Tuesday, July 21, 2015

THEM! (1954)

PHENOMENALITY: *marvelous*
CAMPBELLIAN FUNCTIONS: *cosmological, sociological*

We may be witnesses to a Biblical prophecy come true - 'And there shall be destruction and darkness come upon creation, and the beasts shall reign over the earth.' -- Dr. Medford, THEM!

We haven't seen the end of them. We've only had a close view of the beginning of what may be the end of us.-- Medford again.

On this blog I've written extensively about how 1953's BEAST FROM 20,000 FATHOMS influenced the original GOJIRA. and how the director of FATHOMS appears to have been in his turn influenced by the Japanese film, both in 1959's GIANT BEHEMOTH and 1961's  GORGO. But though I do think the line of influence is there, it must be added that before GOJIRA's American debut in 1955-- or even its Japanese release in November 1954-- the American SF-tradition proved itself just as capable of producing giant monsters with apocalyptic overtones. The Beast from 20,000 Fathoms may not have quite succeeding in tapping the vibe of the end-times, but as the quotes above show, THEM!-- released in June 1954-- makes the most of that emotional tone.

In scrutinizing the film for its "Campbellian functions," I include "sociological" because many critics have considered the giant, atomically-mutated ants to be surrogates for an invading "Red" army. I can't deny that the film plays upon American's postwar fears of being invaded, whether by political enemies (Commies, of course) or by hypothetical extraterrestrials (the era's "flying saucer" controversy is skillfully worked into the film's latter half). However, I think both of these symbolic discourses are minimal compared to the cosmological one. The film's most pervasive fear is that man may be displaced not by intelligent beings like himself, but by "beasts." From start to finish, the viewers of THEM! are immersed in the cosmological universe of the ant-world-- the creatures' human-like propensities for war and taking slaves, the nature of their bodies, the way they make their homes, seek out food, and breed the next generation. This is the true meaning of the "them" uttered by the traumatized girl who first witnesses the monster-ants' advent. Simply by virtue of growing to giant-size, the once familiar ants become more profoundly alien than any cinematic extraterrestrial. Everything that's familiar about the creatures becomes unfamiliar, and no matter how much data one knows about them, they inspire the fear of a "them" palpable enough to unseat "us." It may not be insignificant that both at the beginning and end of the film, human children are explicitly threatened by the ants, just as the embattled humans can only win by exterminating the giant insects' progeny.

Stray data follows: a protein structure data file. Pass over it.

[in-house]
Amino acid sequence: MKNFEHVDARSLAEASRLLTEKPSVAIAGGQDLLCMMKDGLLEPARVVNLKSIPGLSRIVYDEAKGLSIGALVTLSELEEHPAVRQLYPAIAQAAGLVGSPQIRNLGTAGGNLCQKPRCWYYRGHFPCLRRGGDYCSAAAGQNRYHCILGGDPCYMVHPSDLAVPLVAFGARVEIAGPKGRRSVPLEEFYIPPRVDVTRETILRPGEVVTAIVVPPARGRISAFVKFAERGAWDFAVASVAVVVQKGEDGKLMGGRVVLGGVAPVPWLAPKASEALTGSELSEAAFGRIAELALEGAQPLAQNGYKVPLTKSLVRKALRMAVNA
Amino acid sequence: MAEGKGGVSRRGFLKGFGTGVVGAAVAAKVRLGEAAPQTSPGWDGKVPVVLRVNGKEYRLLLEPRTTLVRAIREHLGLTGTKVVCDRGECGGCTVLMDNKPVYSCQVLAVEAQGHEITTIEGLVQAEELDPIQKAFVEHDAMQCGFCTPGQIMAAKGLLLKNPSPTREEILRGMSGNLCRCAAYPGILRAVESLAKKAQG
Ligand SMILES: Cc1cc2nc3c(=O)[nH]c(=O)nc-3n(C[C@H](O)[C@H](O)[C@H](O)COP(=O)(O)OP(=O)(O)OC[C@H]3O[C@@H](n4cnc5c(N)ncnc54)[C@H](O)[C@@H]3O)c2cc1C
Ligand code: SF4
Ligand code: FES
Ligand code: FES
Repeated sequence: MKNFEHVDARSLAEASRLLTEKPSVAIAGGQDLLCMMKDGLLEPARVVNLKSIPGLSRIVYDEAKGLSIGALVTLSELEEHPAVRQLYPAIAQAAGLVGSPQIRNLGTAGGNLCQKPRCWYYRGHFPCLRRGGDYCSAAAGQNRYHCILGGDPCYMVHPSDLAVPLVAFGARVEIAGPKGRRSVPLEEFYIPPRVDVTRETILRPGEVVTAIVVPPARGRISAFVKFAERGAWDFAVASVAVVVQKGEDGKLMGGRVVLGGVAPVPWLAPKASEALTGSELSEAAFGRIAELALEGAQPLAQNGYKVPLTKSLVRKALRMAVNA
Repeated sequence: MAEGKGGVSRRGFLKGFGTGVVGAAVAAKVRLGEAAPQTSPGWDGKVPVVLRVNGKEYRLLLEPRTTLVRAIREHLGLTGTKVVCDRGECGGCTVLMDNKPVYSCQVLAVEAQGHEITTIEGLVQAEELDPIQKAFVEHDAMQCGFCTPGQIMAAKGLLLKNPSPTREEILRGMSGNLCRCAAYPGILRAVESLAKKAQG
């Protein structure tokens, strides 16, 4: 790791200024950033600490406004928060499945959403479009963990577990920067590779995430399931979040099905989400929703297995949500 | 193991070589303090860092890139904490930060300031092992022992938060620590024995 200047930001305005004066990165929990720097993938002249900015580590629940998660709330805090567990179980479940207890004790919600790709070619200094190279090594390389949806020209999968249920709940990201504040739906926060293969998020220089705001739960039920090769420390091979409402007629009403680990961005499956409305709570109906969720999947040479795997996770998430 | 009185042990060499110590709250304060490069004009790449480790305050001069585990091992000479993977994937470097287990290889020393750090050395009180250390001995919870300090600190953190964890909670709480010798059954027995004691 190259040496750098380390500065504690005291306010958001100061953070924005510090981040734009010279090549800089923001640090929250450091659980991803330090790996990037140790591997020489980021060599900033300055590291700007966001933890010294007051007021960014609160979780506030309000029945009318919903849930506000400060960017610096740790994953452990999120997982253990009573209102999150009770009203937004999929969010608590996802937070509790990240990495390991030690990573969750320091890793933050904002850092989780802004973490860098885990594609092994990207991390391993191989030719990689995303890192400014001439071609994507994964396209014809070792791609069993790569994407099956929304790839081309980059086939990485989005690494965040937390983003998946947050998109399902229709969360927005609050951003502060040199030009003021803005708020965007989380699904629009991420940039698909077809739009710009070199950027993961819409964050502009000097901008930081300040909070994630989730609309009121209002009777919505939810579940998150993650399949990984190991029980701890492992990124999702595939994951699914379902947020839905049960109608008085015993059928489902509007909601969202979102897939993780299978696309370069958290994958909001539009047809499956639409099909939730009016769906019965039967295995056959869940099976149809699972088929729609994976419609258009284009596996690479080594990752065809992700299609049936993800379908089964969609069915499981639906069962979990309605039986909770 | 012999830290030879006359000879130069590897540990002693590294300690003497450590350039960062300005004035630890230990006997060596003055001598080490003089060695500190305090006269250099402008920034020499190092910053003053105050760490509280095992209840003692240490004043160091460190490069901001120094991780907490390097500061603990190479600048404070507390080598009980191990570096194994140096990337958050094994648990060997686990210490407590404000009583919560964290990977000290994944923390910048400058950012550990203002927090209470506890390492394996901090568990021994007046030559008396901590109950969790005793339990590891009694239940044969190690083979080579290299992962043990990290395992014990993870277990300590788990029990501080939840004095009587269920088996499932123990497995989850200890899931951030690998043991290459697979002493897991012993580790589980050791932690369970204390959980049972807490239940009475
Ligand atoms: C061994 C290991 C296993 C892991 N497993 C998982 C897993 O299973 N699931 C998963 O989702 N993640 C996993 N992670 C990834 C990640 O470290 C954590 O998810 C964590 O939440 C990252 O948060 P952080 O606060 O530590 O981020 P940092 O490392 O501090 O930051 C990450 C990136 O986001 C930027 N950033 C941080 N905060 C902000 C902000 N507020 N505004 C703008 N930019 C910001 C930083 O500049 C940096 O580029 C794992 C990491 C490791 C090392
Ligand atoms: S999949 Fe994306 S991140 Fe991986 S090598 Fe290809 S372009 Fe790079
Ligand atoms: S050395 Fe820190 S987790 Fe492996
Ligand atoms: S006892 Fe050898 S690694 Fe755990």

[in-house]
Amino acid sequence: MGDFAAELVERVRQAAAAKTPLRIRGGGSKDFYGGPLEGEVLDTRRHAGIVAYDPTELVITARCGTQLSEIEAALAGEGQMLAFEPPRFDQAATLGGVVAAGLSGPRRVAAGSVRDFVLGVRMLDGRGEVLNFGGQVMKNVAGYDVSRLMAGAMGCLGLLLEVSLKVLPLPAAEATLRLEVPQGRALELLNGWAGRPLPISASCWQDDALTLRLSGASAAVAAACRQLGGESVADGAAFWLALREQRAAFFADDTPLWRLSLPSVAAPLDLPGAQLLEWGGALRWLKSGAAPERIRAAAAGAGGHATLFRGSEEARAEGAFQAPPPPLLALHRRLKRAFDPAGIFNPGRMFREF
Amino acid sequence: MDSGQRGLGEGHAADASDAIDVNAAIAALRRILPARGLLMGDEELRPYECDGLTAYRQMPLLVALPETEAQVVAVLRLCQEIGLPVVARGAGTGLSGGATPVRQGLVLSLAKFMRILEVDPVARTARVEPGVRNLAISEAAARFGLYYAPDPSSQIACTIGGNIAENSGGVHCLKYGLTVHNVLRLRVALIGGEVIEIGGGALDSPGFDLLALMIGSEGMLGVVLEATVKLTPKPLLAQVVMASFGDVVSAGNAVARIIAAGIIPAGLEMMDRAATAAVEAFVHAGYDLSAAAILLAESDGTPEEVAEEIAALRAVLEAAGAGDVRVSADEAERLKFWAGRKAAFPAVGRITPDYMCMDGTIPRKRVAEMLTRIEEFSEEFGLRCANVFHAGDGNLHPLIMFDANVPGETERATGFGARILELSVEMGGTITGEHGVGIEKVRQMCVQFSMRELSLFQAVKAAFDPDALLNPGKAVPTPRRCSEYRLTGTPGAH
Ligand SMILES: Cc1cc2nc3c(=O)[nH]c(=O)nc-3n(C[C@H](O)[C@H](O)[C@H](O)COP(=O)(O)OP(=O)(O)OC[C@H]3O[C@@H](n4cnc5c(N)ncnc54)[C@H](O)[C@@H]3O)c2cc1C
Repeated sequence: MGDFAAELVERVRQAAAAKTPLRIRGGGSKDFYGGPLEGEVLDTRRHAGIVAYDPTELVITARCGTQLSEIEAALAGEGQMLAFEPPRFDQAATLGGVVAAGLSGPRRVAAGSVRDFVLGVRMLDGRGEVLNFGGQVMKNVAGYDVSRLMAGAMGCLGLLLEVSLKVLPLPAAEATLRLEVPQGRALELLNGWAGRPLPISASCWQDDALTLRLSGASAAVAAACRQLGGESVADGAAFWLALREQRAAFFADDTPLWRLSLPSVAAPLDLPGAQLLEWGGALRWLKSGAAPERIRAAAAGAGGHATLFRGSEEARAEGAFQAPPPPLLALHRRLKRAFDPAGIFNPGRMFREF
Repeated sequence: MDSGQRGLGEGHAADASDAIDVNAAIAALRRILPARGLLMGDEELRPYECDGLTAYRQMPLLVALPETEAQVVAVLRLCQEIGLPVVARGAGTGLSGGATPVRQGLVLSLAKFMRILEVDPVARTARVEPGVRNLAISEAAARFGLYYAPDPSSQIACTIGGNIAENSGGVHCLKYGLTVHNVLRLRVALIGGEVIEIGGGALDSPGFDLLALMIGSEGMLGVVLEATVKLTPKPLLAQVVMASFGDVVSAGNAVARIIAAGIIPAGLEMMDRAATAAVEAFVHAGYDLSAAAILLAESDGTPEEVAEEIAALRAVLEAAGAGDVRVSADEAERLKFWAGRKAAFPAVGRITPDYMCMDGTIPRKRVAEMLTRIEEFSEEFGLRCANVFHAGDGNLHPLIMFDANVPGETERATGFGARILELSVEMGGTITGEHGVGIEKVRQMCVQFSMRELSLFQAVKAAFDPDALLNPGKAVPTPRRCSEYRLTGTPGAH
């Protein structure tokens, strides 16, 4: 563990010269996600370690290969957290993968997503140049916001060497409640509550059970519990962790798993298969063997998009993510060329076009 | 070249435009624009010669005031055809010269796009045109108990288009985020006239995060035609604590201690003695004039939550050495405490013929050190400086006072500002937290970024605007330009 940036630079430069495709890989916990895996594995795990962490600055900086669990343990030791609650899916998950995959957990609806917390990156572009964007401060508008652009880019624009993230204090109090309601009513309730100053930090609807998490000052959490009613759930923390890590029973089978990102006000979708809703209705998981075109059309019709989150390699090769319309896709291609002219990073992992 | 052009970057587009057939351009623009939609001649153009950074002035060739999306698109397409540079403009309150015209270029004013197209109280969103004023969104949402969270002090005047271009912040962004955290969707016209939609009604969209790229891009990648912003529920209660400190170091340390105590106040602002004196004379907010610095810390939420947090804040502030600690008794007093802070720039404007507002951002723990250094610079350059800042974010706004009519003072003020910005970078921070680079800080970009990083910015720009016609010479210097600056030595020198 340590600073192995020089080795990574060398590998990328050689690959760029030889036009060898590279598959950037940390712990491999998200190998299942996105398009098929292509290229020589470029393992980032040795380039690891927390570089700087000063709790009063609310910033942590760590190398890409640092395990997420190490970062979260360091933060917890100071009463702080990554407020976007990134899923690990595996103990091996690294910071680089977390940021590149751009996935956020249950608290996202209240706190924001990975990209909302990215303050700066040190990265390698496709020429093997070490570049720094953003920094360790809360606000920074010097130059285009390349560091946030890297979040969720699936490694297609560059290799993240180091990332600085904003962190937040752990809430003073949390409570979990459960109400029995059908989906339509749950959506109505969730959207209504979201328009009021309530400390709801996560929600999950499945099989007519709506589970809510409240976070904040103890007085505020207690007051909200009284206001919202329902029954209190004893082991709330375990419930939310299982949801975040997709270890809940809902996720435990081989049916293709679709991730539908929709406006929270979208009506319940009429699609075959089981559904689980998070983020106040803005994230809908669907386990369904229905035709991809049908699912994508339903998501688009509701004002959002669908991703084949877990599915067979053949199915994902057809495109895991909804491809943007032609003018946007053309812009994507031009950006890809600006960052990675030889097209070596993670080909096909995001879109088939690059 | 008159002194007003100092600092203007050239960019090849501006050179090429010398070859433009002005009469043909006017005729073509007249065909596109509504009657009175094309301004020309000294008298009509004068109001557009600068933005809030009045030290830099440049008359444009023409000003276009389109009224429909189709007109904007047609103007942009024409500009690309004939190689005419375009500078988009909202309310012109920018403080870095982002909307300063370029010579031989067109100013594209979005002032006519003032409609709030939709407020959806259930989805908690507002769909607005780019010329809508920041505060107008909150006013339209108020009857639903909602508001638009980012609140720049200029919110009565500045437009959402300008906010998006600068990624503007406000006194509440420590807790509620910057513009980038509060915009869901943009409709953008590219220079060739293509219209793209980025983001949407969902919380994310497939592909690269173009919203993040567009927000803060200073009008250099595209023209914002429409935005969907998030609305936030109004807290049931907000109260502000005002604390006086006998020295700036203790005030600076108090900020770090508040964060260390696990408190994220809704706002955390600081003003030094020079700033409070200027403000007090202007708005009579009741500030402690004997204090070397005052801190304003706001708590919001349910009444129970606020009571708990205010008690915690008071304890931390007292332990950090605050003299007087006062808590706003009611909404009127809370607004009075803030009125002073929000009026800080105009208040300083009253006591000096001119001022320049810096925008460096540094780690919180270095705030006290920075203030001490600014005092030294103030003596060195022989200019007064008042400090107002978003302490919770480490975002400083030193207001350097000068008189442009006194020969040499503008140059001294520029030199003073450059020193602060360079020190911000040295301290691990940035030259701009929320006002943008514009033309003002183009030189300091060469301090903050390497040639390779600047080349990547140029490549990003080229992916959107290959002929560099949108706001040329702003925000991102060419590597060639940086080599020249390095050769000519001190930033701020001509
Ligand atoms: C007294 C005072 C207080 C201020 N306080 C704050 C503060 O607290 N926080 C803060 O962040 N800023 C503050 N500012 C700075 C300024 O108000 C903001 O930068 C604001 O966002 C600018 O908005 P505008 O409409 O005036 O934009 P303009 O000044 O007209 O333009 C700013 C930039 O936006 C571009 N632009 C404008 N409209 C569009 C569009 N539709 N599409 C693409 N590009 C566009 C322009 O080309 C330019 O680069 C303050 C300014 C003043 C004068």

Given the film's emphasis upon the necessity for information, it's not surprising that it takes the form of a popular postwar subgenre: the police procedural, represented by two law-enforcement agents: state trooper Peterson and FBI agent Graham. Both common-sense men are thrown somewhat out of their routine worlds by inexplicable murders in the New Mexico desert, but two scientists, Doctor Medford and his pretty young daughter Pat, suspect the truth, given the locale's propinquity to the White Sands atomic tests. Graham displays an amusing moment when he becomes impatient with the two scientists' tech-speak-- "Why don't we talk English? Then we would have a basic for understanding." Soon enough the scientists' need for a specialized lingo is validated, of course. But the lawmen's attentiveness to police procedure is validated as well, and it's through their steady accumulation of clues that they track down the unusually elusive colossi. The big bugs are said to have military capabilities, but what they resemble, more than enemy troops, is a plague-infestation, not unlike the disease that the city-cops of 1950's PANIC IN THE STREETS must strive to bring under control.

I've made it a point to examine the role of the "lady scientist" in 1950s films, but until now I'd never noticed that Pat Medford may be the biggest influence of the storytelling archetype, as it goes on to appear in IT CAME FROM BENEATH THE SEA and THE DEADLY MANTIS. While there's no doubt that Pat is there in part to be a potential romantic interest for Graham, she defends her importance as an "ant-expert" in a scene midway through the film. She announces her plan to accompany Graham and Peterson when they investigate a supposedly dead nest.  Graham makes the usual statement that it's no place for a woman. Pat ably rebuts him, claiming that only her expert's eyes can find out what they need to know-- and subsequent developments reveal that she knows exactly what she's talking about.

The film's conclusion also anticipates, but surely did not influence, the conclusion of GOJIRA. Though the enemy is indeed exterminated, Medford warns that they cannot know the future-- and thus humanity's hubris in unleashing the power of the atom could still go badly for mankind somewhere down the road.

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